Above: Galaxies NGC 5394 and NGC 5395, around 160 million light-years from Earth, are caught in a slow motion interaction. Image credit: NSF’s National Optical-Infrared Astronomy Research Laboratory / Gemini Observatory / AURA.

This image from the Gemini Observatory shows two galaxies in the process of a long, slow interaction. Caught in each other’s gravity, they’re slowly coalescing.

NGC 5394 (the smaller of the two) and NGC 5395, also known collectively as Arp 84 (and colloquially as the Heron Galaxy) are 160 million light-years from Earth.

NGC 5394 is 90,000 light-years in diameter; NGC 5395 is 140,000 light-years wide.

It might seem that when galaxies collide, individual stars would smash into each other. But they don’t — the distances between stars are so vast that two galaxies can pass right through each other.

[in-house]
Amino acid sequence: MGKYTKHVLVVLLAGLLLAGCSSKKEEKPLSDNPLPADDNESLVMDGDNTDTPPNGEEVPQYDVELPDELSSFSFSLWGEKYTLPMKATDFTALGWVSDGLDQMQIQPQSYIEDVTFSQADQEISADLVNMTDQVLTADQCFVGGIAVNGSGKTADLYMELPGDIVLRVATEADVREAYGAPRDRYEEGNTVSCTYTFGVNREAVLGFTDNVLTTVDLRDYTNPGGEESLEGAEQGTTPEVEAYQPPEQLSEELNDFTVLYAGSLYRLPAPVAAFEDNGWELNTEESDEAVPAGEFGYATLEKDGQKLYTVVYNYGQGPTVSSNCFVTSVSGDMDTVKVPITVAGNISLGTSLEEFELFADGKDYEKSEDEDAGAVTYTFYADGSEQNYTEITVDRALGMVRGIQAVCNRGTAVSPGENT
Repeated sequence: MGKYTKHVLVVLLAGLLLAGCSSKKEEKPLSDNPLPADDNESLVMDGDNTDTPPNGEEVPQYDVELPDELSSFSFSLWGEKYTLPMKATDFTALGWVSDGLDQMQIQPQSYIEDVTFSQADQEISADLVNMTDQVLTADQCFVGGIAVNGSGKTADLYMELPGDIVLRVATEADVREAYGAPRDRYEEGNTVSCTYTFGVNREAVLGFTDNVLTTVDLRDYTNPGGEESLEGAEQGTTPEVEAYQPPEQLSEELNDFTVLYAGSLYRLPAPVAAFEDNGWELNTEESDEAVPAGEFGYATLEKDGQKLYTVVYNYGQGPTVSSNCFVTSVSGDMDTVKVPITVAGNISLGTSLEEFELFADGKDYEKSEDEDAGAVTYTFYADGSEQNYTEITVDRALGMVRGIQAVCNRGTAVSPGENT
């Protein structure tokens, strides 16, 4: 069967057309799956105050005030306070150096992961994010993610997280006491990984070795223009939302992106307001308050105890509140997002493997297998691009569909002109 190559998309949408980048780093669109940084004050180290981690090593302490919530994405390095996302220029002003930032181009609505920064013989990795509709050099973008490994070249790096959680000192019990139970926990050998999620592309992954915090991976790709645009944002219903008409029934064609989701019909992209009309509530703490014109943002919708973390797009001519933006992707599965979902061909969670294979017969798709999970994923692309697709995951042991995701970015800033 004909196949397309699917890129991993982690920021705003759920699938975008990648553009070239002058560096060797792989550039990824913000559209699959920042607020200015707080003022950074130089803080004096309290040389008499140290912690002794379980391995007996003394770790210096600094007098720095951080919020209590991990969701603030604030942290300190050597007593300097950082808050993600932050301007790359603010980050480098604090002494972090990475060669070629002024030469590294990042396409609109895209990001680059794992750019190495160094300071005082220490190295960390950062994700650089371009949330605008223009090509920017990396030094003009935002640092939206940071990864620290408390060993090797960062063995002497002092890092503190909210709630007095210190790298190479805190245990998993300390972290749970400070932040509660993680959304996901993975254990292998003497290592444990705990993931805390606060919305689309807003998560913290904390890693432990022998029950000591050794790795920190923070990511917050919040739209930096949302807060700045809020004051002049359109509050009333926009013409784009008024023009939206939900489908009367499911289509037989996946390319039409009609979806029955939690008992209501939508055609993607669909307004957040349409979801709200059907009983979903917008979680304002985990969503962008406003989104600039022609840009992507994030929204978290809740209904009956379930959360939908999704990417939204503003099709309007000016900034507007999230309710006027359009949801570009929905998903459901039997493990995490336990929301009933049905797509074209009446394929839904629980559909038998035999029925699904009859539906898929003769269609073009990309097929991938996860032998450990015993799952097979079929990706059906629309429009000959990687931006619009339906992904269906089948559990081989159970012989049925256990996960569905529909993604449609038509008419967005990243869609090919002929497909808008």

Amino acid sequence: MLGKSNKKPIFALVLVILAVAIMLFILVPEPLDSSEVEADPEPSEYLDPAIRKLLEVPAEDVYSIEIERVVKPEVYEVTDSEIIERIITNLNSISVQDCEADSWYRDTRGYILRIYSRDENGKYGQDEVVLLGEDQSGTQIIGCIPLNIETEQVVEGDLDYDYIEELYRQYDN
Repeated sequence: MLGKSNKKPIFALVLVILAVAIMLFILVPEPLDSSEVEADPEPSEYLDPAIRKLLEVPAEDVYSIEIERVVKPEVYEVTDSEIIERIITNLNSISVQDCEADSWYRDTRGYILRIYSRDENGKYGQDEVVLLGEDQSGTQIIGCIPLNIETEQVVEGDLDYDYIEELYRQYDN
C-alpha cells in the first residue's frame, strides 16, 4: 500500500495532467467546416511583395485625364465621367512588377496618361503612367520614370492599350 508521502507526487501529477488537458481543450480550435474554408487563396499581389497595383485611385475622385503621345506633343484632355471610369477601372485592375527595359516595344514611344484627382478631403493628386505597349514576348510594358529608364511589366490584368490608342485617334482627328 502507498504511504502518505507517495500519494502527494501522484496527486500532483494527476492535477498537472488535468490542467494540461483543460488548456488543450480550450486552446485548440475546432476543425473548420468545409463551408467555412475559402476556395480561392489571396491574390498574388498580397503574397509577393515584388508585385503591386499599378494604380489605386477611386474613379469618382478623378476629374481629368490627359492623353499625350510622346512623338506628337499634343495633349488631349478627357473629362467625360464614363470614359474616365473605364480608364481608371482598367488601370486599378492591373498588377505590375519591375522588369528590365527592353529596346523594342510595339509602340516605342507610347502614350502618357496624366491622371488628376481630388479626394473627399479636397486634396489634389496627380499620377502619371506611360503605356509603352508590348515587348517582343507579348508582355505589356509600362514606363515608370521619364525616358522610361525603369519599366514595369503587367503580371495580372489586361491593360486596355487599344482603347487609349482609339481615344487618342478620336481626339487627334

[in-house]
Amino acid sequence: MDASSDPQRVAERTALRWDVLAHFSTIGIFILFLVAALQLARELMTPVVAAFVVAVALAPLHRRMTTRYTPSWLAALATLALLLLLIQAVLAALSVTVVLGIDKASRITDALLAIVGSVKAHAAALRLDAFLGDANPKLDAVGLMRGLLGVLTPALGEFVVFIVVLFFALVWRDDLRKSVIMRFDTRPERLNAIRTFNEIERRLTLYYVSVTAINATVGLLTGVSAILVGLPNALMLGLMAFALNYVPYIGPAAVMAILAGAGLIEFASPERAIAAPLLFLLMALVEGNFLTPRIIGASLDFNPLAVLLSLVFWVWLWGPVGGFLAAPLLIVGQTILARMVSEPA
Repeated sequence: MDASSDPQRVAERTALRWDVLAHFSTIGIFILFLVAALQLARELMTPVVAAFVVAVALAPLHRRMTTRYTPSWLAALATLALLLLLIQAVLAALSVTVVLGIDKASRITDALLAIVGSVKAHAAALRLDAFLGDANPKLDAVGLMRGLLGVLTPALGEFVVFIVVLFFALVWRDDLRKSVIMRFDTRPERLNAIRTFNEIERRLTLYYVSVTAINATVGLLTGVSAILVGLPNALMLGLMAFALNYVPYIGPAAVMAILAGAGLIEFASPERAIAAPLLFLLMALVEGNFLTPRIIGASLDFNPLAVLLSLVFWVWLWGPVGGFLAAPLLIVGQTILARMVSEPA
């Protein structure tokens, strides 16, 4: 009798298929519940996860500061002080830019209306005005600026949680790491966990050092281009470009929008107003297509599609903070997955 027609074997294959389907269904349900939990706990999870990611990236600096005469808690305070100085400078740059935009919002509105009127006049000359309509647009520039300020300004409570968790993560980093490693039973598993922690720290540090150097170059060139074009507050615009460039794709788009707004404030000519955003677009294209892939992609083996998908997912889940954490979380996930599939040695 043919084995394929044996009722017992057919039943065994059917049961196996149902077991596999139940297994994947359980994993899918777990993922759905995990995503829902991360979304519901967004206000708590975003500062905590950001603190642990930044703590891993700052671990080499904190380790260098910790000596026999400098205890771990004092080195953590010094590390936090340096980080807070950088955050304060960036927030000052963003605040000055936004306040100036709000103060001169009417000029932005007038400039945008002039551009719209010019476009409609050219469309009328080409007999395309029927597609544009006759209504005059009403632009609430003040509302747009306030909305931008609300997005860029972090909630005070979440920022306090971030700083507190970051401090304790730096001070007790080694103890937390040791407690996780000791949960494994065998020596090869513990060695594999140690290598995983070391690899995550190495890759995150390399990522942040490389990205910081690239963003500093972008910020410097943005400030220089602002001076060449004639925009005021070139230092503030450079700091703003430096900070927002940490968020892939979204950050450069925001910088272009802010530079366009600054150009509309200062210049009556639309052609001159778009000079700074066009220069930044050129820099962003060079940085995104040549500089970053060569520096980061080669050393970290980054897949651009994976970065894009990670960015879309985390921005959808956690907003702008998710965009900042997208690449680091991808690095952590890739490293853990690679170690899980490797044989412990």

That appears to be what has happened with these two, which is why astronomers often refer to ‘interacting galaxies’ rather than ‘colliding galaxies’.

But even though stars don’t collide, interaction does have its consequences.

One of them, caused by gravitational effects, is turbulence within gas clouds, which leads to compression and heating of the gas and eventually the formation of new stars.

The reddish regions seen in the image are just such star-formation regions.

Another of the effects of interaction is to pull long streamers of gas out of the galaxies, also seen in image.

NGC 5394/5395 was first spotted by astronomer William Herschel in 1787 using his famous 6.5-metre-long telescope, the same year in which he discovered two of Uranus’ moons.